Giving thanks, or not

(My images this week represent things I’m grateful for over the past year.)

Of the ten lepers who were made clean, why did only one, a Samaritan, return to thank Jesus for the gift of healing he had given them? Were they focused so much on getting the blessing of the priests, and thus be ritually cleansed, that they took for granted the one who actually made them clean?


On a number of occasions in the gospels Jesus was surprised that foreigners were sometimes more open to his message than his own people, more receptive to God’s presence in their life than those who grew up schooled in the scriptures and in religious practices.


It is clear from these stories that openness to God’s presence and action in one’s life does not depend on one’s religion. God’s presence is universal and accessible to all. (This is what we recently celebrated in the Feast of Jesus Christ, King of the Universe.)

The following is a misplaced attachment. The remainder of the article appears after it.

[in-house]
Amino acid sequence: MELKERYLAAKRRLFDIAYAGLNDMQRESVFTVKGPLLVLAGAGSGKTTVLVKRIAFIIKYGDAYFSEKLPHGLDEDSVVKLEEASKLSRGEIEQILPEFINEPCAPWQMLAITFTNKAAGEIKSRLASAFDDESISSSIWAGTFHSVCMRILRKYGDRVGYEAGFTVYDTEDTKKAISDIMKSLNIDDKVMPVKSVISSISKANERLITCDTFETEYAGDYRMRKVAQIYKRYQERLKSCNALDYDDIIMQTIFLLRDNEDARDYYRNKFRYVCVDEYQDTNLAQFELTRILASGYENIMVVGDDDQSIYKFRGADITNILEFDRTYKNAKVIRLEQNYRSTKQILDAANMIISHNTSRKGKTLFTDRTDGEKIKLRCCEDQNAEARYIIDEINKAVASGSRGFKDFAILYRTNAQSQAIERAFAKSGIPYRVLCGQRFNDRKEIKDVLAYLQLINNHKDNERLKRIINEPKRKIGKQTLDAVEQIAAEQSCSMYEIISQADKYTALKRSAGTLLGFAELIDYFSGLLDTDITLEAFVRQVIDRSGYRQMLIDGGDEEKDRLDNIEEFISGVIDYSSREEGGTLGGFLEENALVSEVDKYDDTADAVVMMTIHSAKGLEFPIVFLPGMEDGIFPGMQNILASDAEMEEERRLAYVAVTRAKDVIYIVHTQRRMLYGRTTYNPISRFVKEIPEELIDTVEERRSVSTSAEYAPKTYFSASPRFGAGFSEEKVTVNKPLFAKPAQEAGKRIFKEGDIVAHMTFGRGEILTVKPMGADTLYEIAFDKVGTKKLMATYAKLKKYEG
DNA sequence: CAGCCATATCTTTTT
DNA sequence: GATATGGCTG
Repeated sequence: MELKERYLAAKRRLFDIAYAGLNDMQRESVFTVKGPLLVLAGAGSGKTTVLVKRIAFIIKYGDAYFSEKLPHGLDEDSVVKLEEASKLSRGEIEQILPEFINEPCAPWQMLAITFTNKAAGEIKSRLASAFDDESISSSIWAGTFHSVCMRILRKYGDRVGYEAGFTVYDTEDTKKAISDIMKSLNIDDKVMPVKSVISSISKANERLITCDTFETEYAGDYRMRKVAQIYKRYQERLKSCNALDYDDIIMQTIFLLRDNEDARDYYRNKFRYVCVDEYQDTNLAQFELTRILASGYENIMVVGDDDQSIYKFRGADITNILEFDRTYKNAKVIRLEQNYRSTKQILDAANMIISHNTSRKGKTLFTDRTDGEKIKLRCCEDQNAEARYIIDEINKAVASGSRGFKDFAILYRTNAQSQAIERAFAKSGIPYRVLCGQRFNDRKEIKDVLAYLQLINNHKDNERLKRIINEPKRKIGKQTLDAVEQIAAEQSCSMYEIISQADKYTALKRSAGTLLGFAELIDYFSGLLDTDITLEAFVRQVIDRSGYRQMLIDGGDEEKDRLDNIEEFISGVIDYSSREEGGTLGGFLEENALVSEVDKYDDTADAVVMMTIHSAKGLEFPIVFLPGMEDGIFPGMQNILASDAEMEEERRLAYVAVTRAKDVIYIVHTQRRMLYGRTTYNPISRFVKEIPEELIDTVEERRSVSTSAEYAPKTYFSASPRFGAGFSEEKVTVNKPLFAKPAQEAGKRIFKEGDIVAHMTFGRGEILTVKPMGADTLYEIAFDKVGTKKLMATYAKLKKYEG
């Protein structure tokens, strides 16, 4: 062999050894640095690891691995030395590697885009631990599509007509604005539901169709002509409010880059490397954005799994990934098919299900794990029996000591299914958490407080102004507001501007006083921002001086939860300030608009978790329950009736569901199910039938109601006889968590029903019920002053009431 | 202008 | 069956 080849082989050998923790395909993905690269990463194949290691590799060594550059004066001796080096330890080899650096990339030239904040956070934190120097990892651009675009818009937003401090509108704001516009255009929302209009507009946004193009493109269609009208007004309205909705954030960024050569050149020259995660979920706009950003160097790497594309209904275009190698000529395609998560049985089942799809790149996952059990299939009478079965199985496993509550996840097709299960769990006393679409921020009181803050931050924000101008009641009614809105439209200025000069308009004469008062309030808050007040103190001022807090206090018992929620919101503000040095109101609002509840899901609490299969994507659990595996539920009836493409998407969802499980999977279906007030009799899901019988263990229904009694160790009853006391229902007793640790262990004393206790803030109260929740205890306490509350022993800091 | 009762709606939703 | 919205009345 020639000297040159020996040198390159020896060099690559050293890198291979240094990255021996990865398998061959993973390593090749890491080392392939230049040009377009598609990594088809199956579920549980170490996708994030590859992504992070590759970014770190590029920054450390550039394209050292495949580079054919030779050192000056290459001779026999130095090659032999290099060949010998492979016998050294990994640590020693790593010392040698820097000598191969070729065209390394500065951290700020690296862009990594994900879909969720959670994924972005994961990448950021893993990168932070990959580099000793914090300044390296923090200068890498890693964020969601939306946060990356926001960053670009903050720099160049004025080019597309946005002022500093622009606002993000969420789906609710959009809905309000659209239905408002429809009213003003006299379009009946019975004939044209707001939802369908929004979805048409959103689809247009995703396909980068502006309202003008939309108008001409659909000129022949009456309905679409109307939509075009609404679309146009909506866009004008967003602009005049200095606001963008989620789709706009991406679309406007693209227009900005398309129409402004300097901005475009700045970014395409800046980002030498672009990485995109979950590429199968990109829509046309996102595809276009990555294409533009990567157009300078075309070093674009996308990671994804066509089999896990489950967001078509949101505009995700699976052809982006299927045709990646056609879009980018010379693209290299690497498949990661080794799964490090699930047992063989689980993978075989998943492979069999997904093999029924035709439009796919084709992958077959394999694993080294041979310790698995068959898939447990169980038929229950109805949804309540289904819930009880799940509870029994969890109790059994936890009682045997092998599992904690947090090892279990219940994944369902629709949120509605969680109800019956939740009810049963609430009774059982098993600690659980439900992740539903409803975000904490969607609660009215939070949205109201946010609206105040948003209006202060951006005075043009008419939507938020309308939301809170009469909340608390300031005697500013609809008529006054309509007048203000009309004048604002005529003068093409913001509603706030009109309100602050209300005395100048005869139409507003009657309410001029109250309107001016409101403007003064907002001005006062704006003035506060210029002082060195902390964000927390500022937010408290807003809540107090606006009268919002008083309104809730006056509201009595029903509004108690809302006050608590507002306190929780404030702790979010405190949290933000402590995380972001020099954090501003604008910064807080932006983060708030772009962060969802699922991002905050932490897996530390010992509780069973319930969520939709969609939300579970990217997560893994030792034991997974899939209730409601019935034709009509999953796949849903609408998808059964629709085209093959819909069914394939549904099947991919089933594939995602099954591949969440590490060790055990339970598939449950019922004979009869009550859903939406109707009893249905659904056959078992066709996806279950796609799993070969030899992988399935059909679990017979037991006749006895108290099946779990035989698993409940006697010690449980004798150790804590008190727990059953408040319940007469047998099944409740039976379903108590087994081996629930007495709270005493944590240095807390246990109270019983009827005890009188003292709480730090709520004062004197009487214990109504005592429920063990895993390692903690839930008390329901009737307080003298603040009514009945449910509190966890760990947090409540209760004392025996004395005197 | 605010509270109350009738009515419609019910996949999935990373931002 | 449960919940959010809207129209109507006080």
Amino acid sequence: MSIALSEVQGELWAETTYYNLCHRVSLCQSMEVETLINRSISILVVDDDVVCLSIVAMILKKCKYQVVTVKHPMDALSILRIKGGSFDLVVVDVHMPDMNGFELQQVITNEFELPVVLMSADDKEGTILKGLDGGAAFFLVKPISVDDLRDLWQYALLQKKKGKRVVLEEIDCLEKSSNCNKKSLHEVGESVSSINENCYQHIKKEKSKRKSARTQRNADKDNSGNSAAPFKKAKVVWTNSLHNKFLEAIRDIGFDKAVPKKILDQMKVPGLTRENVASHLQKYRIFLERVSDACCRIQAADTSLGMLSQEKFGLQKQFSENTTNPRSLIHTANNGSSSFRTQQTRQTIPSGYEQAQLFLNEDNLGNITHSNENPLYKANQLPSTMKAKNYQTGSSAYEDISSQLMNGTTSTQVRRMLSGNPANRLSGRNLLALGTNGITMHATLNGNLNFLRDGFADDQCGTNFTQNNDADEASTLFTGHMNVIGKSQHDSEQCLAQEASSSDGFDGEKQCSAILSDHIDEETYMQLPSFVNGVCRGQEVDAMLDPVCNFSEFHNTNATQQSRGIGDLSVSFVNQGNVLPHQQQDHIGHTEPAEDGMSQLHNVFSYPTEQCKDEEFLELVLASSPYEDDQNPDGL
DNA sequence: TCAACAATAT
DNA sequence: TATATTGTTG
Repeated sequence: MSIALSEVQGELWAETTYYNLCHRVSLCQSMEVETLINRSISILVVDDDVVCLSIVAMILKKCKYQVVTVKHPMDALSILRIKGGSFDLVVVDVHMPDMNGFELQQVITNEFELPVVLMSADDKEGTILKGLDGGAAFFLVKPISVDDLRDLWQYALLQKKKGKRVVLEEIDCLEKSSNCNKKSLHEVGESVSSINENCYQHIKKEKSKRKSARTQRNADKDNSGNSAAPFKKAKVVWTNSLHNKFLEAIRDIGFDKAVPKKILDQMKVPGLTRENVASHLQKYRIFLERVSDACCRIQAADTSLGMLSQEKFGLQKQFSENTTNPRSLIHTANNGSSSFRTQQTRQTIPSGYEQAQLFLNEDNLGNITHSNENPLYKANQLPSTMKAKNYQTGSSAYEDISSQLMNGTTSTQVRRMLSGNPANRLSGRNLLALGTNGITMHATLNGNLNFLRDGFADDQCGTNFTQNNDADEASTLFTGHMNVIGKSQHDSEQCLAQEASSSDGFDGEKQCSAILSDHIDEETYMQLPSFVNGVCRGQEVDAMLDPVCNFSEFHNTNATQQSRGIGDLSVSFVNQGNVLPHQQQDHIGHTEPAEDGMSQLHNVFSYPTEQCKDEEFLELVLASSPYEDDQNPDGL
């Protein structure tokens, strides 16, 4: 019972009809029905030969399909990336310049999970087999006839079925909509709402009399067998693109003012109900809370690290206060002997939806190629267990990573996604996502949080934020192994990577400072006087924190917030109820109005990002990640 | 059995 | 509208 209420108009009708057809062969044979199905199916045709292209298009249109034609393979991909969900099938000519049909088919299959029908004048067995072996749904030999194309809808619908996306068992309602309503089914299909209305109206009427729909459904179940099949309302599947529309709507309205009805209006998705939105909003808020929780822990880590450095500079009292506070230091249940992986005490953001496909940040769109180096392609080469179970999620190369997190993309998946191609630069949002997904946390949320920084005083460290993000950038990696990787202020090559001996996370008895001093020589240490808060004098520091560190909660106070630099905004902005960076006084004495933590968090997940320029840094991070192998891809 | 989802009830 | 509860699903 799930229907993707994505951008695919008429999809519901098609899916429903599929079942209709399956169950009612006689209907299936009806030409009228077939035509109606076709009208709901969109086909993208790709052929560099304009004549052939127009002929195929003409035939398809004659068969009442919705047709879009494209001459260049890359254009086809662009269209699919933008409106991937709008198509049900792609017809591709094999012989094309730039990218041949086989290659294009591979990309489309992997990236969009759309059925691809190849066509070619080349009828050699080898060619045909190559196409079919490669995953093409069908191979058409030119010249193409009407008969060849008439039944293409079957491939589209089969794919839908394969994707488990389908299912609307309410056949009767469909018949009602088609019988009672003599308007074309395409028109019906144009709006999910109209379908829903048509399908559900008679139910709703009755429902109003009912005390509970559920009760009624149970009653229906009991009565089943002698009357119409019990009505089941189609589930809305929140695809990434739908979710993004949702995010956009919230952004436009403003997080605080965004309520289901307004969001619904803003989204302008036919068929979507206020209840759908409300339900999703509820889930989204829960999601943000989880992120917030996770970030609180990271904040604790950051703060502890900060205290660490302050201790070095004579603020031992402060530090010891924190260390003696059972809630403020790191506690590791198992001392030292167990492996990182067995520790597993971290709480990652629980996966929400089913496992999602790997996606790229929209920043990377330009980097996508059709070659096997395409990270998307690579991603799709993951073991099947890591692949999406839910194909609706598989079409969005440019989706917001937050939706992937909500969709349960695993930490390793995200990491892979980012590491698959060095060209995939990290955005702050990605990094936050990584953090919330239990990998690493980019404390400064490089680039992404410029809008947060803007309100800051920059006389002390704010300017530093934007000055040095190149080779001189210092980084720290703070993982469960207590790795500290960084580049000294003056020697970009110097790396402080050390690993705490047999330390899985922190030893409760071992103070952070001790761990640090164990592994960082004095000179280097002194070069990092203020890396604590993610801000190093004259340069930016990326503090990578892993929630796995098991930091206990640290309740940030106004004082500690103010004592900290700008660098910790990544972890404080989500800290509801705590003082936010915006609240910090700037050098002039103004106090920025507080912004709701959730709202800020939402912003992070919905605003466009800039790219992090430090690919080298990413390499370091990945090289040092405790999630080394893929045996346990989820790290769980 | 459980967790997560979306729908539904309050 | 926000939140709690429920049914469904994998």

When I give thanks, I acknowledge my need as well as my gratitude. When I reflect on all that I am grateful for, I acknowledge that I am completed by the generosity of others. In the most far-reaching sense, I am grateful to God for the gift of life and the opportunities I receive each and every day to experience God’s love and to share that love with others.


“Were not ten made clean? But the other nine, where are they? Was none of them found to return and give praise to God except this foreigner?” (Luke 17:17-18)


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